PATRICIA KARVELAS: The Shadow Finance Minister is Jane Hume, and joins me this morning. Jane Hume, welcome.
JANE HUME: Good morning, PK.
PATRICIA KARVELAS: More than three and a half billion dollars in savings is from seemingly low hanging fruit like spending on contractors advertising travel. That begs the question, shouldn't your government have done that years ago?
JANE HUME: What I'm concerned about Patricia is more that this reallocated spending the $21 billion, apparently, that has been found $11 billion is going back into priorities of the Labor government. But there's $10 billion that potentially is being cut from projects that are not just necessary but are being expected by the communities. We know that local government associations have already started coming out complaining that this Labor Government is cutting vital infrastructure from their communities. And that's not something we want to see. What we want to see though, is the budget tomorrow builds upon the strong position that the Government's inherited from the Coalition. We want to make sure that the budget addresses inflation and doesn't deteriorate the bottom line because, you know, Labor inherited a very strong economy from the Coalition. There was lowest unemployment rate in decades, it was falling. There was an improving budget position. There was $115 billion improvement in the debt in the year that we left office and there was a triple A credit rating. So it's really up to the Treasurer to decide where he takes the budget from here. Labor went into the election with $11 billion of on budget spending. That was on top of anything that the Coalition was promising. I'm looking forward to seeing how this is blown out now.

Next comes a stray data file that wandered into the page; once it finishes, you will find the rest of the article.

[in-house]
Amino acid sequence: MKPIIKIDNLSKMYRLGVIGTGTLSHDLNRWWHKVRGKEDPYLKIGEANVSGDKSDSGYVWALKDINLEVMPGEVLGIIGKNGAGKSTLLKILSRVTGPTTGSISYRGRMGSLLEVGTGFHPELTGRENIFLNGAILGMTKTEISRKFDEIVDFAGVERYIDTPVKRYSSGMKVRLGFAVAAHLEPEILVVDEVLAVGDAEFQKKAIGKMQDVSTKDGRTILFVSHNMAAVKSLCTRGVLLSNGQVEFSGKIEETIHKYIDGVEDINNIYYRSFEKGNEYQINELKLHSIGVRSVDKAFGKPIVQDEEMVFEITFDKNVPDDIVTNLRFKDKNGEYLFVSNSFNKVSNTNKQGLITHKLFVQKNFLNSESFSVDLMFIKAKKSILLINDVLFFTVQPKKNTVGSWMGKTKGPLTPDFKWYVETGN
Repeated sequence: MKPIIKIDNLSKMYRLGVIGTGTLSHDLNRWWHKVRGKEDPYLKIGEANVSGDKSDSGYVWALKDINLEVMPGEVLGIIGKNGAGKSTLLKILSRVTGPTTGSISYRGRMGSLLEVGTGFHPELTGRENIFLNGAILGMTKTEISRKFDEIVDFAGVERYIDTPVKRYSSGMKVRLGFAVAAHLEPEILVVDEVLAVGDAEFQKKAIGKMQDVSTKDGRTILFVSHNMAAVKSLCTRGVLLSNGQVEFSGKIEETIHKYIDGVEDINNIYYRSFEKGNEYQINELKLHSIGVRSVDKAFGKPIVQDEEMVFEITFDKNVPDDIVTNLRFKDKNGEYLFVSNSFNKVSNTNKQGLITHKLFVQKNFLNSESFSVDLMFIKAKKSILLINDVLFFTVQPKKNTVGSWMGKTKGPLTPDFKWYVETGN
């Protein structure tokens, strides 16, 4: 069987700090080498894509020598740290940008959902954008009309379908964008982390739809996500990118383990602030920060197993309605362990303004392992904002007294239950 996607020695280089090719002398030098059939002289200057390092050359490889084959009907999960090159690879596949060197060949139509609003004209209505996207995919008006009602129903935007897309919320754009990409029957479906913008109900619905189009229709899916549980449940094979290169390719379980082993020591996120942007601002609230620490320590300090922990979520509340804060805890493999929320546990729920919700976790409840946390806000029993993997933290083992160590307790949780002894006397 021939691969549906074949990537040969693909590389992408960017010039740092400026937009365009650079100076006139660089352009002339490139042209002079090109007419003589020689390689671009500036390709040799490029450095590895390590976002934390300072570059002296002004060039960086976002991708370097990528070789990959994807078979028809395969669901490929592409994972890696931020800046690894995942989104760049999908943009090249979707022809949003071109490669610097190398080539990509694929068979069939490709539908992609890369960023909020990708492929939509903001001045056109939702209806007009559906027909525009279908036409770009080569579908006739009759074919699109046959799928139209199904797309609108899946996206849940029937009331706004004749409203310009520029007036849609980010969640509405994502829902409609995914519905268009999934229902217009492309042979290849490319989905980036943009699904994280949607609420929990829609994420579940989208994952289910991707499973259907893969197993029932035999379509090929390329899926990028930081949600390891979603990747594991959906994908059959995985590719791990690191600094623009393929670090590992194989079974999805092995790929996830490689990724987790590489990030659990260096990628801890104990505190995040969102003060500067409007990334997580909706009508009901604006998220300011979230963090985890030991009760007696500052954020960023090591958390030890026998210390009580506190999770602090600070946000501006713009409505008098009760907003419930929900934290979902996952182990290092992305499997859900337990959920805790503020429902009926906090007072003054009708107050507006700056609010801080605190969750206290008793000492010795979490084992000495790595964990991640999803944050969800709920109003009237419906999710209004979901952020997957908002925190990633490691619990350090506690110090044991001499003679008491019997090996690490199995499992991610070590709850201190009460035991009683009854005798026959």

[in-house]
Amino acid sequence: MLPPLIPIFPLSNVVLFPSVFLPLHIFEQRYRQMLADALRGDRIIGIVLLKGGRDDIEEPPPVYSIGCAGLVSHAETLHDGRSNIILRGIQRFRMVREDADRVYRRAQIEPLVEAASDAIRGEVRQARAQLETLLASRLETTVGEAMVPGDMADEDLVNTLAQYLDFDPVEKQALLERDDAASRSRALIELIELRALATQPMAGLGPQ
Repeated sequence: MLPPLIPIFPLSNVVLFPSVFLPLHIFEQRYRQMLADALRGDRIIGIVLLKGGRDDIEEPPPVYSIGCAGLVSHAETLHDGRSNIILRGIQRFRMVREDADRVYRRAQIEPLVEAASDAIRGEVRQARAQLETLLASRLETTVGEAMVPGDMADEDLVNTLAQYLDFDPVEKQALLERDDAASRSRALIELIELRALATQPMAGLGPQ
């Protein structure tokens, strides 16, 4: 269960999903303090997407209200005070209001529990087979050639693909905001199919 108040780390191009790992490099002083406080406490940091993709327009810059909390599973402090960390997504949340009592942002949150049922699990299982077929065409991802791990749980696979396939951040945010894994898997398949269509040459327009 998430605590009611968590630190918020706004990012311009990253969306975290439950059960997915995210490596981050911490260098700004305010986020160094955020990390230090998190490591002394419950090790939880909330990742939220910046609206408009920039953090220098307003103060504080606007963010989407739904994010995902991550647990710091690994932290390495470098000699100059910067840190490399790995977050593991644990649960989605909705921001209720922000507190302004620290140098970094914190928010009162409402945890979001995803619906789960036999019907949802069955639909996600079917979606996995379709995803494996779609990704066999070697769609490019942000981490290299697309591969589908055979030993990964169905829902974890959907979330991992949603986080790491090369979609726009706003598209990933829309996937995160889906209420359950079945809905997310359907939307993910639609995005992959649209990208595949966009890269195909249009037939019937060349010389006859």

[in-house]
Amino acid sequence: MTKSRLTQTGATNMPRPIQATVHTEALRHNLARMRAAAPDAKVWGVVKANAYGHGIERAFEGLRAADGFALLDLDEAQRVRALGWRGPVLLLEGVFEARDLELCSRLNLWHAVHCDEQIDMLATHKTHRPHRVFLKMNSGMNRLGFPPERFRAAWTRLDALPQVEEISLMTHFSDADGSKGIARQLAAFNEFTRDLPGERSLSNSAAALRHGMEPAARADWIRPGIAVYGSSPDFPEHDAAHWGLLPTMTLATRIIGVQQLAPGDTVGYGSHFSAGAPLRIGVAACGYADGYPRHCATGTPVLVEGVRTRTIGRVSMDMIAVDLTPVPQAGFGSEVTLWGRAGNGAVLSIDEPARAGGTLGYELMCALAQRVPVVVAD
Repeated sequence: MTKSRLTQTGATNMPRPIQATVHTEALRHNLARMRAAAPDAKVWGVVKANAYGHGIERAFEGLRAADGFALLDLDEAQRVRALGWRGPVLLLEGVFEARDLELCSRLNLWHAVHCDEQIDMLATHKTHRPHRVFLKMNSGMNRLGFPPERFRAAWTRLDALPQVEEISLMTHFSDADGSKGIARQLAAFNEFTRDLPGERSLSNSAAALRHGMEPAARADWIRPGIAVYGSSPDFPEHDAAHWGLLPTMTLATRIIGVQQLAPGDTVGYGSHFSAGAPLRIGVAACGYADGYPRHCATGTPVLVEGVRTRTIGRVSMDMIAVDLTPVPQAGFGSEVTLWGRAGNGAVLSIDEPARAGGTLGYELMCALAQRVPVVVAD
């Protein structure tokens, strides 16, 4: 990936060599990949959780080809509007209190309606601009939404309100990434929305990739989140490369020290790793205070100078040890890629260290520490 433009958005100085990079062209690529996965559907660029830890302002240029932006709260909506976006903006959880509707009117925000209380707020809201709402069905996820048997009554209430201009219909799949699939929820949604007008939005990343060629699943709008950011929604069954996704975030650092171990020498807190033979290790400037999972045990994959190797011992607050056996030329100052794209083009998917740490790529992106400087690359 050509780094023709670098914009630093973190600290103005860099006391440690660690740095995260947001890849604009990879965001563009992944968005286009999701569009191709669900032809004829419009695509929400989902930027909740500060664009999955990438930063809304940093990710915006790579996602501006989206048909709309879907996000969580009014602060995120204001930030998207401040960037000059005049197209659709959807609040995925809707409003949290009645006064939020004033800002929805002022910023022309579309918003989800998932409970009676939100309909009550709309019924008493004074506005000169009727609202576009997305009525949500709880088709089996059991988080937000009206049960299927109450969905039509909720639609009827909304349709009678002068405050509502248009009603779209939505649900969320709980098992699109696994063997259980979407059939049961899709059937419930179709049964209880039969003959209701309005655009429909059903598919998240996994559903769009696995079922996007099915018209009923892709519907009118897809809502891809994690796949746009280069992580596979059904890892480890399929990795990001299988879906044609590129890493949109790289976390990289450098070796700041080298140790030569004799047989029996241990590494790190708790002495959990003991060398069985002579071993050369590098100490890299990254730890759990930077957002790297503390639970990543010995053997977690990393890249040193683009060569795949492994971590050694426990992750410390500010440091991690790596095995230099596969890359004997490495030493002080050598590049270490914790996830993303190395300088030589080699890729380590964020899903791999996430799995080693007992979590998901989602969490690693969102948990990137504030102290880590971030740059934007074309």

PATRICIA KARVELAS: But the government has announced $21 billion of savings and spending redirections. That's a big amount of money. That didn't happen in any of your recent budgets did it?
JANE HUME: Well, what we're concerned about is that there is a political lens rather than an economic lens that's been put over these cuts. And the best example of that, of course, is the $2.2 billion that's being redirected to Dan Andrew’s Suburban Rail loop that has no approval from Infrastructure Australia, that the Victorian Auditor General's said wasn't a good deal. In fact, the cost benefit ratio of that project is expected to be just over 50 cents in the dollar. Now, if Labor are genuine about this idea of quality spending, as opposed to just spending for its own sake, well then how on earth they could support a $2.2 billion investment in the Suburban Rail loop, makes us all scratch our heads. That does sound like very much a political decision, rather than an economic one. Certainly a convenient one five weeks out from the Victorian State election.
PATRICIA KARVELAS: Do you support some of the other cuts to infrastructure projects which was seen as not meeting value for taxpayer money? For instance, car parks?
JANE HUME: Well, we haven't seen exactly what is being cut from the budget. We'll see that tomorrow.